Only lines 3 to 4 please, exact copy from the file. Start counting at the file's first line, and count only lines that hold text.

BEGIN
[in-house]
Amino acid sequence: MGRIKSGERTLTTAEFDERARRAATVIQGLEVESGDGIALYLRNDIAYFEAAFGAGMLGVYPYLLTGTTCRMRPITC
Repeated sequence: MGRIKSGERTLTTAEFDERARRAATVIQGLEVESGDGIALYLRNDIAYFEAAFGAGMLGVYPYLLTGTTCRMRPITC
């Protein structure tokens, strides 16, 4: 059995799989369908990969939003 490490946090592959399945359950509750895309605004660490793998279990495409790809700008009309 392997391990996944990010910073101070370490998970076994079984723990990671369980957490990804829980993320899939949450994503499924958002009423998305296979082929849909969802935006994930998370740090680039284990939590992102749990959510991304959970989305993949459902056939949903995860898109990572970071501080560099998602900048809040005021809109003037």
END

Repeated sequence: MGRIKSGERTLTTAEFDERARRAATVIQGLEVESGDGIALYLRNDIAYFEAAFGAGMLGVYPYLLTGTTCRMRPITC
């Protein structure tokens, strides 16, 4: 059995799989369908990969939003 490490946090592959399945359950509750895309605004660490793998279990495409790809700008009309 392997391990996944990010910073101070370490998970076994079984723990990671369980957490990804829980993320899939949450994503499924958002009423998305296979082929849909969802935006994930998370740090680039284990939590992102749990959510991304959970989305993949459902056939949903995860898109990572970071501080560099998602900048809040005021809109003037």